Fyre Festival’s Andy King Receives TV Offers After Netflix Documentary Appearance
Andy King, who became a hot topic of discussion after Netflix’s Fyre Festival documentary premiered is now being offered television deals.
King, one of the event’s producers, revealed during the documentary, Fyre: The Greatest Party That Never Happened that he was, “fully prepared to suck d***,” in order to save the festival, which caused him to go viral and become the subject of a slew of memes on social media.
Both the Netflix documentary and another documentary on Hulu on the same subject described how 26-year-old Billy McFarland partnered with rapper Ja Rule on the failed music event. As we now know, the festival was a disaster which provided neither the luxury accommodations promised nor the music performances that were advertised. Last March, McFarland pleaded guilty to two counts of wire fraud in a Manhattan federal court and agreed to serve up to a decade in prison for lying to investors of Fyre Festival who lost over $26 million, according to the Associated Press.
King told Vanity Fair in an exclusive interview that he initially hesitated to share the anecdote on camera, but due to his own naivete, he proceeded to share the story. McFarland requested that King fly to the Bahamas to help salvage his debut music festival, but the fraudulent young entrepreneur had an unusual request. He asked King if he would perform fellatio on a Bahamian customs officer to obtain four 18-wheeler trucks filled with Evian water for the festival because $175,000 in fees hadn’t been paid.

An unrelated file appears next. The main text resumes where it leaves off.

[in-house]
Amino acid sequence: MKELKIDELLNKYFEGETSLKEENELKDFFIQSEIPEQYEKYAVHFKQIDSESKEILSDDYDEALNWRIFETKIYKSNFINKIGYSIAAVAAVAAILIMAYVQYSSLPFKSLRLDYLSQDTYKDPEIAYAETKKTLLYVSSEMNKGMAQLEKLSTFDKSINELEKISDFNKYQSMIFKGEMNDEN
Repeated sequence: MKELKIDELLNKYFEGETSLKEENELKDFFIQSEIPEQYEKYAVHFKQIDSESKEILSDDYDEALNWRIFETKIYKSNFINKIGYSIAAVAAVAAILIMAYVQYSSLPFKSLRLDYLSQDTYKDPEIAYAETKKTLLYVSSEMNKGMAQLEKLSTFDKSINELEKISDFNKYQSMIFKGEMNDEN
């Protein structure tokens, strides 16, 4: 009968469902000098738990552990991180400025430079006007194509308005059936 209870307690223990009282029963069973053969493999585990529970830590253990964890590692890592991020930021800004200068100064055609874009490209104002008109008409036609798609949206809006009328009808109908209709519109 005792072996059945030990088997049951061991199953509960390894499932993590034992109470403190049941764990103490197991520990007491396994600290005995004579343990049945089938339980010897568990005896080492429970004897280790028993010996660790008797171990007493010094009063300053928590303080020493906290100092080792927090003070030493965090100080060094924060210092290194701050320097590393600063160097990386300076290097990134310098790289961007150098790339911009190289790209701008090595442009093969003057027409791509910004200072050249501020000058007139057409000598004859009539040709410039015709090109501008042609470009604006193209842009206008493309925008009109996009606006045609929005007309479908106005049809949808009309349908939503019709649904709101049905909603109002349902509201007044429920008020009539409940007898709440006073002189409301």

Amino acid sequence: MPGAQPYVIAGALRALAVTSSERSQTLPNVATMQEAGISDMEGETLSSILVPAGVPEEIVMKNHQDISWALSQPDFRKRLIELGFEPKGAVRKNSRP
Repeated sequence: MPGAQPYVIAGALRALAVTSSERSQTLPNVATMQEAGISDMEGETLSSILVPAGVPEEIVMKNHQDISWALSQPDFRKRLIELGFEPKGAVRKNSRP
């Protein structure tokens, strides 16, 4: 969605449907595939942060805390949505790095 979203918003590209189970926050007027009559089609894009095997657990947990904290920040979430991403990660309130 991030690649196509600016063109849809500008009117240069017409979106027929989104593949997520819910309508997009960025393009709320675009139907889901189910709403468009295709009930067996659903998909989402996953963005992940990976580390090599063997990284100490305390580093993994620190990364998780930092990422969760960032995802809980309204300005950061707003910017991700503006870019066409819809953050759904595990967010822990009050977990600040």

During the interview with Vanity Fair, King said that he had three TV show offers from notable networks.
“You’re too young to remember this, but in the old world of TV it was The Carol Burnett Show and these fun, light-hearted shows that weren’t all crime-related,” King said. “You see the attractiveness of HGTV today. People love Flip or Flop or Fixer Upper. Let’s just say it’s going to be a show about hosting crazy events—what it takes to make them happen. There will be cliff-hangers, and you’ll get to follow me around and see how I pull them off.”
King seems elated about his newfound opportunities.
“You’re not going to see me launching a handbag line or makeup,” King said. “I think I’m being given a platform that a lot of people, at age 58 especially, don’t get the opportunity to have. And I’m kind of excited about it.”
Glennisha Morgan is a Detroit-bred multimedia journalist and writer. She writes about intersectionality, hip-hop, pop culture, queer issues, race, feminism, and her truth.